1. Brief Vita
John Henry Newman was born in London on February 21, 1801. At the age of fifteen, under the influence of Walter Mayers, an Evangelical schoolmaster at Ealing School where he was a pupil, Newman experienced an early “Calvinist” conversion, “making me rest in the thought of two and two only absolute and luminously self-evident beings, myself and my Creator.” He went in 1817 as an undergraduate to Trinity College Oxford, obtaining, probably due to mental and emotional strain, a not very distinguished BA in 1820. In 1822, he was elected a fellow of Oriel College, Oxford, and in 1824 was ordained deacon and made curate at St. Clement’s in Oxford. In 1825 he was ordained priest and became Vice-Principal of Alban Hall. In the following year he was appointed tutor of Oriel College, and in 1828 became the vicar of Saint Mary’s, Oxford, where he became a charismatic and very influential preacher. In 1832 he published his first book, The Arians of the Fourth Century. From December 1832 to July of the following year he traveled in the Mediterranean with Hurrell Froude—who encouraged in Newman a distaste for Protestantism—and fell seriously ill in Sicily. Together with some other newly-elected fellows, Edward Pusey, Robert Wilberforce and Hurrell Froude, Newman from 1833—the year in which John Keble preached the Assize Sermon on the theme of “National Apostasy”—inspired and led what came to be known as the Oxford, or Tractarian, Movement, a search for moral and religious renewal within the Church of England along Anglo-Catholic lines. In September of 1833 the series of Tracts for the Times, from which the movement took its name, began to be published.
Various publications followed between 1833 and 1841, mostly in the form of collected sermons and lectures on theological subjects. A dedicated patrologist and historian of the early Christian church, Newman came, after much soul-searching, to believe that the Roman Catholic Church was the true Church founded by Christ, and, having resigned his Oriel fellowship on October 3, 1845, was received into the Catholic Church on October 9, 1845, by Blessed Dominic Barberi at Littlemore, where Newman with certain friends had been living a quasi-monastic life since 1842. Also in 1845 he published his Essay on the Development of Christian Doctrine.Newman’s conversion cost him dear in that he was shunned by his family (except one sister) and by many of his old friends. Newman left Oxford for Maryvale near Birmingham in 1846, and was ordained a Catholic priest in Rome on May 30, 1847. In the same year he wrote his first novel, Loss and Gain, the story of the conversion of an Oxford man.In 1848 he founded the Birmingham Oratory—the Oratory being a priestly society created by St. Phillip Neri. This foundation was followed by a later one in London.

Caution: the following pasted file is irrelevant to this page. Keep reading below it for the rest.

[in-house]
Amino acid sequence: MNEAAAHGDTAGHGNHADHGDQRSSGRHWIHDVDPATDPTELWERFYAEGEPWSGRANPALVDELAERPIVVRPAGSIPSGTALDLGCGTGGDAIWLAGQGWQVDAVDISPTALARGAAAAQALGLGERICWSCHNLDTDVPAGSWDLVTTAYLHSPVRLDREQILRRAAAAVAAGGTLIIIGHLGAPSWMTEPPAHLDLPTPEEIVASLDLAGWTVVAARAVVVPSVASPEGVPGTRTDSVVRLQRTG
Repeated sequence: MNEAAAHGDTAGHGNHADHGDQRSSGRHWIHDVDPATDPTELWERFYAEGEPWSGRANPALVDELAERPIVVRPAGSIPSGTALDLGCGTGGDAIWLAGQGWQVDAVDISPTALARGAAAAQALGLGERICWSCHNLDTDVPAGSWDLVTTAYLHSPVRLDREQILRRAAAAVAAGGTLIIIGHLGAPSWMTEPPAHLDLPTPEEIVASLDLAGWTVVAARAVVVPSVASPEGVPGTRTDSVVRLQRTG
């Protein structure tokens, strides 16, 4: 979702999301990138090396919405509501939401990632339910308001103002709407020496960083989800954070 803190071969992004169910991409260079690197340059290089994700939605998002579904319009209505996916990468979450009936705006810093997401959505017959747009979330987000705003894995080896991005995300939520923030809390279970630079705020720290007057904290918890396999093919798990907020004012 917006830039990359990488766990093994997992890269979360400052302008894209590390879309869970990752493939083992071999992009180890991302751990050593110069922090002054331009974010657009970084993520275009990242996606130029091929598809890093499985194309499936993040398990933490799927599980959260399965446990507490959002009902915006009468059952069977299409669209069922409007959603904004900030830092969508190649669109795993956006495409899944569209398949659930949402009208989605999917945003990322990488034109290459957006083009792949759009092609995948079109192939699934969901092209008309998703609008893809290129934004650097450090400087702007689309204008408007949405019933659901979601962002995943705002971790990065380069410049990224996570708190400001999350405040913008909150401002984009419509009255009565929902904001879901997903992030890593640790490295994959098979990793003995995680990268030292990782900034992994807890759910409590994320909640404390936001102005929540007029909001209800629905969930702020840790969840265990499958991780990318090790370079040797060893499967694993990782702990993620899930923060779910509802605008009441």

Newman was invited to Ireland in 1851 to become first Rector of the Catholic University, a position from which he resigned in 1858; during that time, among the many daunting educational and administrative tasks he undertook in the setting-up of the University, and built the University Church, in the Byzantine style, on Saint Stephen’s Green in Dublin. The Catholic University of Ireland—which included James Joyce as an undergraduate and the poet Gerard Manly Hopkins as a staff-member—is the parent institution of University College Dublin, one of the four universities which compose the present National University of Ireland. Newman also founded the Oratory School in Birmingham. Although Newman had suffered a great deal from the suspicion and opposition of some Catholic authorities, he was created cardinal in 1879 by Pope Leo XIII. He was also elected an honorary fellow of Trinity College, Oxford, in 1877. He died on August 11, 1890, and was buried at Radnall near Birmingham.